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How the coronavirus pandemic shut down the globe and shook up daily life

Some countries, for example Israel, Germany, Austria and the UK, have already endured three lockdowns, while in other places, like Mexico and Australia, a lockdown was imposed only once

MOSCOW, March 11. /TASS/. The COVID-19 pandemic has dealt a heavy blow to the everyday lives of billions of people across the planet, who found themselves shut inside the national borders and confined to their homes. People were left without any possibility to travel, go to museums and theaters, stadiums and gyms, or to meet with their friends in cafes or even at home.

This is far from the exhaustive list of restrictions imposed across the globe after COVID-19 crossed the Chinese border in January 2020 to quickly spread across the world, reaching every corner of the planet.

Border closures

The closure of the world’s borders, including air, land and sea borders, was among the most popular measures aimed at stopping the virus. Vietnam was the first to close its borders after China in February 2020, and by March about 100 countries where the infection was recorded had followed suit.

International passenger traffic, first of all flights, came to a grinding halt. Countries launched so-called repatriation flights, to return their nationals home, first from China and then from other countries with a high incidence of the disease.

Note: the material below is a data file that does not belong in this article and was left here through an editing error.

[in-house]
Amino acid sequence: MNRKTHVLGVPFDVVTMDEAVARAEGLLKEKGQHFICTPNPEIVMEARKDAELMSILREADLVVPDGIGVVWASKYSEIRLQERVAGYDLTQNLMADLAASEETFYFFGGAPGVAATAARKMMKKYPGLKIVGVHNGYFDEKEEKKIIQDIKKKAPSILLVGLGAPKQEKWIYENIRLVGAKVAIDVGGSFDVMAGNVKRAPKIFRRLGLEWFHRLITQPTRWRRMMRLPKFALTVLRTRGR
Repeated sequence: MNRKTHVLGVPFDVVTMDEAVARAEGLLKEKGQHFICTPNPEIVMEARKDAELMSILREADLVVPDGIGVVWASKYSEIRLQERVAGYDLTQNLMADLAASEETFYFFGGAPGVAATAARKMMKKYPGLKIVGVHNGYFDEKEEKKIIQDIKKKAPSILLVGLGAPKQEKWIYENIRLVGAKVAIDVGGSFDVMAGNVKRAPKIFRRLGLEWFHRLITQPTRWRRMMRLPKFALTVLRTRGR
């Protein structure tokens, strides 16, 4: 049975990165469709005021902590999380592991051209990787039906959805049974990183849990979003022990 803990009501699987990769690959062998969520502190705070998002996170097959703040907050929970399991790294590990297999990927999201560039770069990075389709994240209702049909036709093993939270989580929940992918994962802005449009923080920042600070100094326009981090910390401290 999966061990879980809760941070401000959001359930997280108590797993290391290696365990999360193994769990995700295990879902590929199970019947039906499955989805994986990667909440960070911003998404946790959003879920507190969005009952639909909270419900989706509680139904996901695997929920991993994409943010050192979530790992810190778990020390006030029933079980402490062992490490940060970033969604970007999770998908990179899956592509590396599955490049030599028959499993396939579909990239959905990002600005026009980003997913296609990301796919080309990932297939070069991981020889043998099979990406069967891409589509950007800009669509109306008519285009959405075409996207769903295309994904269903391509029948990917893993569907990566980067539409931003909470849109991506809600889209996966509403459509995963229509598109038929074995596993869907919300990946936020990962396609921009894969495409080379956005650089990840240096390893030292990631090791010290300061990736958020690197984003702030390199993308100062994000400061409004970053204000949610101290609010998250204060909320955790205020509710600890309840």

The UK was among a few countries leaving their borders open. However, foreign nationals arriving from abroad had to produce the negative results on their coronavirus test and stay in quarantine for some time. A similar scheme was used by Switzerland, that was repeatedly reviewing the list of states whose nationals were allowed to enter.

To date, international passenger services have partially recovered, although most countries maintain entry restrictions. They generally do not apply to their own citizens and those holding a residency permit, as well as to valid reasons for entry (work, study, treatment, illness or death of a close relative). Requirements in a number of countries are constantly changing depending on the epidemiological situation.

Tourist trips abroad have become practically impossible due to the border closure. Egypt, Turkey, the United Arab Emirates, the Maldives, Cuba and Tanzania are among the few exceptions. However, tourists face certain restrictions there as well.